To the Editor:
More than 300,000 Japanese — mostly civilians — were killed by the bombing of Hiroshima on Aug. 6, 1945, and a second A-bomb attack on Nagasaki three days later.
Later this week, President Obama will make history by becoming the first sitting president to visit Hiroshima. By making this trip, he will bring attention to the destruction and suffering caused by nuclear weapons. The president’s visit to Hiroshima will honor the bombing survivors, but also demonstrates American leadership and strength, with a commitment to take steps leading toward a safer world, a world without nuclear weapons.
This visit also offers a crucial opportunity to ask for forgiveness.
In Japan, leaders of a national A-bomb survivors’ group urged Obama to apologize “to the human victims” when he visits the city and to acknowledge that using the weapon was “inhumane and against international law.”
We should all use this time to reflect on the wrongdoings of war and realize that peace is not possible without forgiveness.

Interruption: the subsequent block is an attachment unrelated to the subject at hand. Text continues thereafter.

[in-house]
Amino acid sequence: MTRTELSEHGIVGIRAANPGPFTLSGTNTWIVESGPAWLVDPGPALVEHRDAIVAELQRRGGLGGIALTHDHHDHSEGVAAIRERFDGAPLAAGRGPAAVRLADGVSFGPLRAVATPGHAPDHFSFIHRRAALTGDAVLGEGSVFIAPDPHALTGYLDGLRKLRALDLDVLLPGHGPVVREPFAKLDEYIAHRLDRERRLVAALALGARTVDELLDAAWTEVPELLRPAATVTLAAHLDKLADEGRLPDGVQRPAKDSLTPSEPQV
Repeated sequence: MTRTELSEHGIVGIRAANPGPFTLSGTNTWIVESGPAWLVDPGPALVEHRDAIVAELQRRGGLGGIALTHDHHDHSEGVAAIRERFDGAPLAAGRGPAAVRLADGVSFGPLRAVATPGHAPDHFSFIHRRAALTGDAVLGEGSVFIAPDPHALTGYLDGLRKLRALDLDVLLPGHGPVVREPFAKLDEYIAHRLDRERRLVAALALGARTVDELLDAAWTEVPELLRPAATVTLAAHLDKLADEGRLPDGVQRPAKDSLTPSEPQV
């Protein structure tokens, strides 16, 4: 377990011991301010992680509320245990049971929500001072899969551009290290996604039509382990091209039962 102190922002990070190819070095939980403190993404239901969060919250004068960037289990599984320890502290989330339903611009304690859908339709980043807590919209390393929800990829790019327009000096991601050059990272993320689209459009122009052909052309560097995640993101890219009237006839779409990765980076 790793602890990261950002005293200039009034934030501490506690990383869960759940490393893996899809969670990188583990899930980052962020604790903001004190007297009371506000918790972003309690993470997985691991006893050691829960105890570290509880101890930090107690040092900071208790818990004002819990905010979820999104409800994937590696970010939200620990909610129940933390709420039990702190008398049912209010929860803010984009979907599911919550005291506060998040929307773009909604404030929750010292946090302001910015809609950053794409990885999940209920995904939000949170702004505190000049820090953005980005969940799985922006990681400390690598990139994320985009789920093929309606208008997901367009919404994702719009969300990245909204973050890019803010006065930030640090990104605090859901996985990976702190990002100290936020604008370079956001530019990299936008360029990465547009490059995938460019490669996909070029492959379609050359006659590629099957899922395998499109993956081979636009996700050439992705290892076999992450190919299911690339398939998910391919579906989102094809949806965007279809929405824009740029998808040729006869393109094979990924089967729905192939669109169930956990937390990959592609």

All war is immoral. To acknowledge the suffering of the victims and ask for forgiveness is necessary for healing and peace. It is not a sign of weakness, but a sign of strength and courage and is a fundamental step towards reconciliation.
Forgiveness is needed in any sort of conflict – within families, the workplace, in politics and across global borders. To know peace, we must recognize that we are all connected and seek to understand.
If Obama truly seeks peace and reconciliation when he visits Hiroshima, he would recognize that both Japan and the United States were responsible for horrific acts in the war and that the only way to end war is to do away the scourge of militarism once and for all.
Sister Anne Martin Phelan,
President, Sisters of St. Francis, Clinton
To the Editor: